Monday, 23 August 1999
There is just one button at the elevator. As soon as I press the button it lights up. Going up or down is not even an option, simple enough.

The elevator arrives. The light goes off. The door opens. "Is this elevator going down?" The present passenger nods affirmatively. "If somebody is inside, it'll always go down, as it doesn't stop on it's way up with passengers." he elaborates. It takes some time to absorb this message.

Good for me that I'm descending, but what if I wanted go up? I would have joined the ride down for a detour first or wait for an empty elevator. What a hypothetical drivel this is, I never used the elevator to go further up. So, the elevator designer did think about it thoroughly.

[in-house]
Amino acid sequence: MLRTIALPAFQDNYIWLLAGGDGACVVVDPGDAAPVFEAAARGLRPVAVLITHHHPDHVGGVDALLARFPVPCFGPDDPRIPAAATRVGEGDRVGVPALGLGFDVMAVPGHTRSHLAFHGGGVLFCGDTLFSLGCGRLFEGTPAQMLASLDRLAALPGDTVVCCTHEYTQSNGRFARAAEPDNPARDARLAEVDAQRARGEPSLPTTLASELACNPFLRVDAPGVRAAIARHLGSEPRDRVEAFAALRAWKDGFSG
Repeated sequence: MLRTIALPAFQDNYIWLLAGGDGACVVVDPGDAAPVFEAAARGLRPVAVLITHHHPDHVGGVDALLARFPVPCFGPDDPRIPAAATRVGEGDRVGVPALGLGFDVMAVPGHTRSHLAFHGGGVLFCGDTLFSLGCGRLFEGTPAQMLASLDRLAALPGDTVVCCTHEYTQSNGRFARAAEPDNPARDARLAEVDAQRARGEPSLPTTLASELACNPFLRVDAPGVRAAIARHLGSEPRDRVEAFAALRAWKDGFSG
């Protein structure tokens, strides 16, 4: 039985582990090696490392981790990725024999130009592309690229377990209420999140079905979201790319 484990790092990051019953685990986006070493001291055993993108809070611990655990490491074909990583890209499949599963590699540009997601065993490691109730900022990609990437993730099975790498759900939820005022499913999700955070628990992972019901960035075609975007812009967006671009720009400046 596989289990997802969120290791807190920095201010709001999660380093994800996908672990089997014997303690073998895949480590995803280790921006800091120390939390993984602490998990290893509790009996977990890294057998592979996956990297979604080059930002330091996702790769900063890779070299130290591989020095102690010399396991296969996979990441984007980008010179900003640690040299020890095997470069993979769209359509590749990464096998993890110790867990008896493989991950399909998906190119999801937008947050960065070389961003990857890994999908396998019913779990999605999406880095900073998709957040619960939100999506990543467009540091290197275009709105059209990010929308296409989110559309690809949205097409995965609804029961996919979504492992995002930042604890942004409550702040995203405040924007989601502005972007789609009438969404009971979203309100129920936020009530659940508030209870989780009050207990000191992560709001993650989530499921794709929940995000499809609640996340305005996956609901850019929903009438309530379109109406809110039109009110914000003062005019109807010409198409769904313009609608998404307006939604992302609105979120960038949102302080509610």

"Possible" and "probable" are two different things. Yes, it is possible that I wanted to go up, yet it is not probable. The elevator designer has rightly prioritised "probable" above "possible" and with good results too.

  • Those who go up reach the correct floor without any redundant stop.
  • Those who go down may pick up an extra passenger, but most likely that passenger will join the ride down.
Well done. My compliments to Kone elevators ( The simple user interface is an additional advantage. No tiring nagging on all kinds of theoretical possible options. Just one button, that lights up when the elevator is on it's way. Simple, yet effective.

Don't put might on will (ercb/com/...). That is the principle for the success. It's from Alan Cooper's book About Face. That book is about GUI Design. Well, there isn't that much difference between an elevator and a window, is there? Wouldn't it be great if Kone made software?

Till next week!